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Politics (from Greek: Πολιτικά, politiká, 'affairs of the cities') is the set of activities that are associated with making decisions in groups, or other forms of power relations between individuals, such as the distribution of resources or status. The academic study of politics is referred to as political science.

It may be used positively in the context of a "political solution" which is compromising and non-violent, or descriptively as "the art or science of government", but also often carries a negative connotation. For example, abolitionist Wendell Phillips declared that "we do not play politics; anti-slavery is no half-jest with us." The concept has been defined in various ways, and different approaches have fundamentally differing views on whether it should be used extensively or limitedly, empirically or normatively, and on whether conflict or co-operation is more essential to it.

A variety of methods are deployed in politics, which include promoting one's own political views among people, negotiation with other political subjects, making laws, and exercising force, including warfare against adversaries. Politics is exercised on a wide range of social levels, from clans and tribes of traditional societies, through modern local governments, companies and institutions up to sovereign states, to the international level. In modern nation states, people often form political parties to represent their ideas. Members of a party often agree to take the same position on many issues and agree to support the same changes to law and the same leaders. An election is usually a competition between different parties.

A political system is a framework which defines acceptable political methods within a society. The history of political thought can be traced back to early antiquity, with seminal works such as Plato's Republic, Aristotle's Politics, Chanakya's Arthashastra and Chanakya Niti (3rd century BCE), as well as the works of Confucius. ( Full article...)

Selected article

A Vindication of the Rights of Woman title page from the first American edition

A Vindication of the Rights of Woman is a 1791 book of feminist philosophy by Mary Wollstonecraft. In it, Wollstonecraft responds to the educational and political theorists of the eighteenth century who wanted to deny women an education. She argues that women ought to have an education commensurate with their position in society, claiming that women are essential to the nation because they educate its children and because they could be "companions" to their husbands, rather than mere wives. Instead of viewing women as ornaments to society or property to be traded in marriage, Wollstonecraft maintains that they are human beings deserving of the same fundamental rights as men. Wollstonecraft was prompted to write the Rights of Woman by Charles Maurice de Talleyrand-Périgord's 1791 report to the French National Assembly which stated that women should only receive a domestic education; she used her commentary on this specific event to launch a broad attack against sexual double standards and to indict men for encouraging women to indulge in excessive emotion. Wollstonecraft wrote the Rights of Woman hurriedly in order to respond directly to ongoing events; she intended to write a more thoughtful second volume, but she died before completing it.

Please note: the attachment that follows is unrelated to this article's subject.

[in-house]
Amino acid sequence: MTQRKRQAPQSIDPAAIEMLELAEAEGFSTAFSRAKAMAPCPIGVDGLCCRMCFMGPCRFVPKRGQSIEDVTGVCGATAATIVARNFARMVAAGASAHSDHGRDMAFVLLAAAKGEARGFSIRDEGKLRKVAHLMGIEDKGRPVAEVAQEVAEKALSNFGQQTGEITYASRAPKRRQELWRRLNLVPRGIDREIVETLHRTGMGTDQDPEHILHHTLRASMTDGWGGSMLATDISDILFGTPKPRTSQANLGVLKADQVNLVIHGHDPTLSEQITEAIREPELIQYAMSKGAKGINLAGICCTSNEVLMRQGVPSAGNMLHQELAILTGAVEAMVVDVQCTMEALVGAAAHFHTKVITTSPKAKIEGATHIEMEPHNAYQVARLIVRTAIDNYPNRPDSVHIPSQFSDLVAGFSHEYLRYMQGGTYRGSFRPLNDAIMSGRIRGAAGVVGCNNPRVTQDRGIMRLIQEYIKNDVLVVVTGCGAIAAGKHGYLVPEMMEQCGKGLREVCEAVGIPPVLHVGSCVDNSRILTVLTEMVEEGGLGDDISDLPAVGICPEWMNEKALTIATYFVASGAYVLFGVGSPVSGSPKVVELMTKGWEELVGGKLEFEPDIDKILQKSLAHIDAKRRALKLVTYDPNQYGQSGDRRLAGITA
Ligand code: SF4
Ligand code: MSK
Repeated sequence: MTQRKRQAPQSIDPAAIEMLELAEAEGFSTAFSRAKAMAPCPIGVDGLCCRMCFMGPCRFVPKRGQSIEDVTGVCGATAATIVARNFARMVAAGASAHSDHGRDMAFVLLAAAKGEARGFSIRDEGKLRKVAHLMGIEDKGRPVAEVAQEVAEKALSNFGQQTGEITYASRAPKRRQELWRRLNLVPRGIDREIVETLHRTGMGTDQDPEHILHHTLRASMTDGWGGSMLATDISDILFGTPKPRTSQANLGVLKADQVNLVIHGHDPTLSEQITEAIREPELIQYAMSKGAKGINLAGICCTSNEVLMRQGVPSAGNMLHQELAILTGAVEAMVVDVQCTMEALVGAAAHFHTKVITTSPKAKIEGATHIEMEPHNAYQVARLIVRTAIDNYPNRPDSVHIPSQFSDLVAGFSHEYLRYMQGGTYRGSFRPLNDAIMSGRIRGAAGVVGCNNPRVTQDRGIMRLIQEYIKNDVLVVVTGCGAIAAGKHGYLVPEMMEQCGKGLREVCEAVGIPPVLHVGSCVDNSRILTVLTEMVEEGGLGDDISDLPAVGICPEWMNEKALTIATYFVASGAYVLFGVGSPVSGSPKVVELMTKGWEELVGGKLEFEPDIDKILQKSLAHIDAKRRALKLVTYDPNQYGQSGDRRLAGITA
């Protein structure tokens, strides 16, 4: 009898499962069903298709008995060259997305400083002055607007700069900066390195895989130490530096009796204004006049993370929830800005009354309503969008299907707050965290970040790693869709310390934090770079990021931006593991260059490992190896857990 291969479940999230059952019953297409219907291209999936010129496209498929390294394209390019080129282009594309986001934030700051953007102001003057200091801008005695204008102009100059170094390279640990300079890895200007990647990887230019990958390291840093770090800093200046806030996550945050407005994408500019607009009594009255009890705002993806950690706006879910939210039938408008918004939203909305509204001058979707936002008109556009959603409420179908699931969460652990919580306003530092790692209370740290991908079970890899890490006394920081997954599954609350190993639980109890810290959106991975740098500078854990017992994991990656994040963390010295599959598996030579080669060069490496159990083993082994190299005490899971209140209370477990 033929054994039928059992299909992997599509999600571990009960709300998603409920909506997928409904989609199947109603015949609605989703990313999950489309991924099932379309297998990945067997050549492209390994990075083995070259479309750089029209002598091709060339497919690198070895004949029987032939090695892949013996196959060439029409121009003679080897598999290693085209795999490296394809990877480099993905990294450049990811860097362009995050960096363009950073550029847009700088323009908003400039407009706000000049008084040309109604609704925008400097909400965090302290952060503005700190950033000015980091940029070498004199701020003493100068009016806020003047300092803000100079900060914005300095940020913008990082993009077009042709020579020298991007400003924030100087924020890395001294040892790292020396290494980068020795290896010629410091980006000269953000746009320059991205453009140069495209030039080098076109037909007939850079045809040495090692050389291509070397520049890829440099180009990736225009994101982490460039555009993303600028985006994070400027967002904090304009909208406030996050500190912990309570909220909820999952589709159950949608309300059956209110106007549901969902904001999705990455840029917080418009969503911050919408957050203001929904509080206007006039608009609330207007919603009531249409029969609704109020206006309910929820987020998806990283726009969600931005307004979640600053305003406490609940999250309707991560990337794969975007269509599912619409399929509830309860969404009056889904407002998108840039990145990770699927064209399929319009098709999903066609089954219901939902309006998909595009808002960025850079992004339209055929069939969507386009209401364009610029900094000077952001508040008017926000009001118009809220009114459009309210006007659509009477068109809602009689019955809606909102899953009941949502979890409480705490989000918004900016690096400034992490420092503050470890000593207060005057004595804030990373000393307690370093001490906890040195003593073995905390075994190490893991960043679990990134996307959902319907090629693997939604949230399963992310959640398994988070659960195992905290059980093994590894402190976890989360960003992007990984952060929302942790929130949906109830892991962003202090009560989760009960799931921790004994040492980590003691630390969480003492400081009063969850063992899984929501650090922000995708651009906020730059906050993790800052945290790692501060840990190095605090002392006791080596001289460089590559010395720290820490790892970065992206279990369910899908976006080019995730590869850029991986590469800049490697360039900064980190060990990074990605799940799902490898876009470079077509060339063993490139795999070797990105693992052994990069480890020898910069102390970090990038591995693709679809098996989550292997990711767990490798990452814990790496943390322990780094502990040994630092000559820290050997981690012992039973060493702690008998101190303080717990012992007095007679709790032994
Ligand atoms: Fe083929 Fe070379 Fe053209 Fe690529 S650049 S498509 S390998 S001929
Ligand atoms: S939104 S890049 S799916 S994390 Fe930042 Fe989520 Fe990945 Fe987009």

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Capitol Building Full View.jpg
Credit: Noclip

The western (front) side of the United States Capitol. The U.S. Capitol serves as the location for Congress, the legislative branch of the U.S. federal government. It is located in Washington, D.C., on top of Capitol Hill at the east end of the National Mall. The building is marked by its central dome above a rotunda and two wings. It is an exemplar of the Neoclassical architecture style.